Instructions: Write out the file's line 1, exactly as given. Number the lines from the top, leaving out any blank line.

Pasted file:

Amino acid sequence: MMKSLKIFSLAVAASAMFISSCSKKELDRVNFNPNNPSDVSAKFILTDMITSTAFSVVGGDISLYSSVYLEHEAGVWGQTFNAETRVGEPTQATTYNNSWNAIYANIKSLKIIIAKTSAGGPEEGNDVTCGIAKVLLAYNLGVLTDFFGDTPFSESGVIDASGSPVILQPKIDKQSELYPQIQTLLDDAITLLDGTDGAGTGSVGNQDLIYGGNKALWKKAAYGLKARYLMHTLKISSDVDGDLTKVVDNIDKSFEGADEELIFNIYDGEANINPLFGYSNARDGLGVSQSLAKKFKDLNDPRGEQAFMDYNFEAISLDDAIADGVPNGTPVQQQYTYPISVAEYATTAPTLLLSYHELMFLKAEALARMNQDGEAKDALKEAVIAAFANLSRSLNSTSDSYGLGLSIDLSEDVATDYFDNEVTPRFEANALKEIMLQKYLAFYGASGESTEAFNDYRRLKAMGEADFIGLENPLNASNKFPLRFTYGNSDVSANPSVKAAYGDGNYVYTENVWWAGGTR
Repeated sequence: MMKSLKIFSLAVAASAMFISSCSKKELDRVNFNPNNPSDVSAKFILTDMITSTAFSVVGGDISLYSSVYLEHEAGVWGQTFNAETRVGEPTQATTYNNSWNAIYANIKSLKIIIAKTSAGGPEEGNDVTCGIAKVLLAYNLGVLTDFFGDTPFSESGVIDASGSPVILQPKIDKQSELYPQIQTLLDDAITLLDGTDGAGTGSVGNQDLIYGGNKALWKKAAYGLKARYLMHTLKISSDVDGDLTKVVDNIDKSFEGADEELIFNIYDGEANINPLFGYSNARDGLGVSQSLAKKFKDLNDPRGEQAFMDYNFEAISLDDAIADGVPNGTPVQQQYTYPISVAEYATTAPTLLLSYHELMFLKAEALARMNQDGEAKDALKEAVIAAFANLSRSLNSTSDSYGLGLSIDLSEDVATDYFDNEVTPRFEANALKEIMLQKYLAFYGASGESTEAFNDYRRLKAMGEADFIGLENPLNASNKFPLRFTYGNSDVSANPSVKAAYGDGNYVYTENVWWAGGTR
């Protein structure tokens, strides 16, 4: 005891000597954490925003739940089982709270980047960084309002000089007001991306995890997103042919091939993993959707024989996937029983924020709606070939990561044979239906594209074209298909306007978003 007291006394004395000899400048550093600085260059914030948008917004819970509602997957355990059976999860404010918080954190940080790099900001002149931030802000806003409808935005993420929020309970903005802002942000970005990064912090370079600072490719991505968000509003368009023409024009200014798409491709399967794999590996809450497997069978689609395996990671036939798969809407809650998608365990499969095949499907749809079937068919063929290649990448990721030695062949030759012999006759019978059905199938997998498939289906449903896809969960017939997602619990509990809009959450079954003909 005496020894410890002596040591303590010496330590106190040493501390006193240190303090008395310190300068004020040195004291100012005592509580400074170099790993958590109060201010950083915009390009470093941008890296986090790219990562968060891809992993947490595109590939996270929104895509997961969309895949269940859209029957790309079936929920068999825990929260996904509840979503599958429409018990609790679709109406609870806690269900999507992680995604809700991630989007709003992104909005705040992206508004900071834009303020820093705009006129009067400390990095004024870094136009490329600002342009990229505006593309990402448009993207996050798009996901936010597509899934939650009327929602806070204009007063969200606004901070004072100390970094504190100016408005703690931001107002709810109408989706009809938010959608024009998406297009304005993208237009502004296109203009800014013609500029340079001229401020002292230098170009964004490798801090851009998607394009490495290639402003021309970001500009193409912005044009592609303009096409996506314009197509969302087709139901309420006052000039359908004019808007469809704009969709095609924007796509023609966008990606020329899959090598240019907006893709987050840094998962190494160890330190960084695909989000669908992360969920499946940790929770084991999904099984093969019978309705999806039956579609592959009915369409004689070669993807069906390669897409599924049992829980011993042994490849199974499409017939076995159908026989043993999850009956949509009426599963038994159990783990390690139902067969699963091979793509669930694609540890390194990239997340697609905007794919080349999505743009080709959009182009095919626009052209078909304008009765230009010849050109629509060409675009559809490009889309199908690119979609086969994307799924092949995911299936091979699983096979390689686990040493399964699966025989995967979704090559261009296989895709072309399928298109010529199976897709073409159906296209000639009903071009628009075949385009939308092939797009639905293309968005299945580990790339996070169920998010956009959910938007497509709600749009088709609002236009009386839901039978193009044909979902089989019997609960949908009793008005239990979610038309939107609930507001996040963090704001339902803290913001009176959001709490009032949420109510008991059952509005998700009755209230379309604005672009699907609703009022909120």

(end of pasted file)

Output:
Amino acid sequence: MMKSLKIFSLAVAASAMFISSCSKKELDRVNFNPNNPSDVSAKFILTDMITSTAFSVVGGDISLYSSVYLEHEAGVWGQTFNAETRVGEPTQATTYNNSWNAIYANIKSLKIIIAKTSAGGPEEGNDVTCGIAKVLLAYNLGVLTDFFGDTPFSESGVIDASGSPVILQPKIDKQSELYPQIQTLLDDAITLLDGTDGAGTGSVGNQDLIYGGNKALWKKAAYGLKARYLMHTLKISSDVDGDLTKVVDNIDKSFEGADEELIFNIYDGEANINPLFGYSNARDGLGVSQSLAKKFKDLNDPRGEQAFMDYNFEAISLDDAIADGVPNGTPVQQQYTYPISVAEYATTAPTLLLSYHELMFLKAEALARMNQDGEAKDALKEAVIAAFANLSRSLNSTSDSYGLGLSIDLSEDVATDYFDNEVTPRFEANALKEIMLQKYLAFYGASGESTEAFNDYRRLKAMGEADFIGLENPLNASNKFPLRFTYGNSDVSANPSVKAAYGDGNYVYTENVWWAGGTR